Commander of Naval Surface Force Pacific Fleet Visits Hawaii-based Sailors
U.S. Navy photo by Mass Communication Specialist Seaman Diana Quinlan/Released
PEARL HARBOR, Hawaii - The commander of Naval Surface Forces, and commander, Naval Surface Force, U.S. Pacific Fleet, visited Sailors on Hawaii-based ships Nov. 14 for the first time since assuming his current position.
Vice Adm. Tom Copeman toured several ships in Pearl Harbor including Ticonderoga-class guided-missile cruiser USS Lake Erie (CG 70), Arleigh Burke-class guided-missile destroyer USS Hopper (DDG 70), Ticonderoga-class guided-missile cruiser USS Chosin (CG 65) and Ticonderoga-class guided-missile cruiser USS Port Royal (CG 73).
During his visits Copeman met with Sailors and spoke about his visit to Hawaii and the ships that are home-ported here. "The reason I'm in Hawaii is for a COMPAC Fleet commanders conference but I came in a couple days early to visit the MIDPAC ships out here, so I visited as many as I could," said Copeman. "I get my best information on the state of morale and the material condition of the ships, how things are going and whether the policies that we implemented at TYCOM (Type Commands) are working or not by visiting the ships and in particular going into the Chief's Mess and getting their unvarnished opinion on things."
Lt. j.g. Alfred Whitney, navigator on board USS Port Royal, assisted with escorting the vice admiral around the ship to meet with the commanding officer and the crew. The ship's tour included the ship's store, the combat systems main control station, central control station, the general workshop and a brief meeting with the chief petty officer's mess. "We were glad to have Vice Adm. Copeman aboard and we really appreciated his visit," said Whitney.
The importance of the fleet in Hawaii and to the Pacific Theater was emphasized during the vice admirals' visit. "It's very important that these ships stationed here in Hawaii are eight days closer to the Seventh Fleet area of responsibility than the ships home-ported in San Diego," said Copeman. "They've always been an integral part of the defense of our nation and I think they will become even more important as we shift more assets and more focus into the Pacific Theater over the coming years."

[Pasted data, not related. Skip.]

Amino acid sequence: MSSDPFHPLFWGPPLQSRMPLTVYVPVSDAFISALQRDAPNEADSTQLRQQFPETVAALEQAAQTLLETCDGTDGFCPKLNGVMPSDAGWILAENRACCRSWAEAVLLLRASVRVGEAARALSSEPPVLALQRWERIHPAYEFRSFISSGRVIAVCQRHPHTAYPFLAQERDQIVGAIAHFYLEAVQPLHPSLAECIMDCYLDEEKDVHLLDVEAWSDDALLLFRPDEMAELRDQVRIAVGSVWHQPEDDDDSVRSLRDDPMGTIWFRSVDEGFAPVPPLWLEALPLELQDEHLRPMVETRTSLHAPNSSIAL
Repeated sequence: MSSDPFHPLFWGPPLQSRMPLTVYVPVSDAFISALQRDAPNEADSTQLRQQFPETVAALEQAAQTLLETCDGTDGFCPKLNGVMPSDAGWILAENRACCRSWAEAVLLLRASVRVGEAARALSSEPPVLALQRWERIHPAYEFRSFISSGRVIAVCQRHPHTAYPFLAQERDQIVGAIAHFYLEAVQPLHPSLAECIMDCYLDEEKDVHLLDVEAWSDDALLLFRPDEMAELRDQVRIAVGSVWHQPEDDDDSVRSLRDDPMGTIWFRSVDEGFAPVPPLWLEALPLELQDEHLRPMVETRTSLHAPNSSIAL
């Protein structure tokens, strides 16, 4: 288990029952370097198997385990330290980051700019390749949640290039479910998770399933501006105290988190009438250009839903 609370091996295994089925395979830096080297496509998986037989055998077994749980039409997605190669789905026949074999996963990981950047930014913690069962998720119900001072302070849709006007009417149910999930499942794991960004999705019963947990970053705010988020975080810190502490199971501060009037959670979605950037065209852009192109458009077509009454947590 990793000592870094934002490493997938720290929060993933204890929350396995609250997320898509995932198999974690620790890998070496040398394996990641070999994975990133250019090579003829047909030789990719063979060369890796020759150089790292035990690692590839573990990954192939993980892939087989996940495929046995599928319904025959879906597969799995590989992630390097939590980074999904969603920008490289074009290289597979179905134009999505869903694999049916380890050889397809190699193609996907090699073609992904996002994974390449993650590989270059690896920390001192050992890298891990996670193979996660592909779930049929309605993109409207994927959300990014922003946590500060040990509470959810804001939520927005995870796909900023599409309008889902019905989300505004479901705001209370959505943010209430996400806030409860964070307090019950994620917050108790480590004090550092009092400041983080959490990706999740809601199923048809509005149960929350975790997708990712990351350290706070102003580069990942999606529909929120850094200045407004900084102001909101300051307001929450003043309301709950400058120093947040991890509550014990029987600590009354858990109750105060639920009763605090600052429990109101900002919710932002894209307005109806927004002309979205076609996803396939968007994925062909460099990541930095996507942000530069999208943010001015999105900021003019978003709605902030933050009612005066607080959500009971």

According to Copeman, getting to visit Sailors on the deckplates is extremely important. "The most rewarding aspect is what I was just doing today; its going down to ships and talking to Sailors and hearing about what's working and what's not and feeling like I can affect some change. The most challenging thing is juggling all of the various requirements. With limited resources, we have to make sure that we are using our money, people and time in the most efficient manner. It's just a very complex challenging problem and its key to making life better for folks on these ships and making them ready to fight a war if they have to."
The priorities Copeman developed to support warfighting first are three in number: training, development, and career management of Sailors; training crews to fight and win; and providing warships ready for combat. "Our ships have to be fully manned and they have to have highly skilled Sailors," Copeman said. To achieve this, Copeman said requires looking at personnel readiness based upon a "wartime requirement" and not by what is funded. "In order to man our ships correctly it is vitally important that we report our manning readiness based upon the true requirement," he said.
The training Sailors require is a crucial part of Copeman's priorities.
"If we really want our crews to fight and win, we need to lay that foundation right there in the school house," he said. "The schools - our basic, integrated and advanced training - must be focused on preparations for high-end combat operations. I think of it as improving the 'Public School System' ("A" and "C" schools) by increasing the hands-on training for our Sailors and taking a hard look if we are delivering the information in the best manner."
Copeman said he wants to reverse the trend of many Sailors spending large amounts of time at school only to require in-depth supervision once reporting aboard ship to do basic maintenance or watchstanding. "Here we're getting to the balance between maintenance and modernizations of our ships and providing our Sailors with the necessary equipment, repair parts, tools, technical documentation, education, and training to fix and maintain their equipment," said Copeman.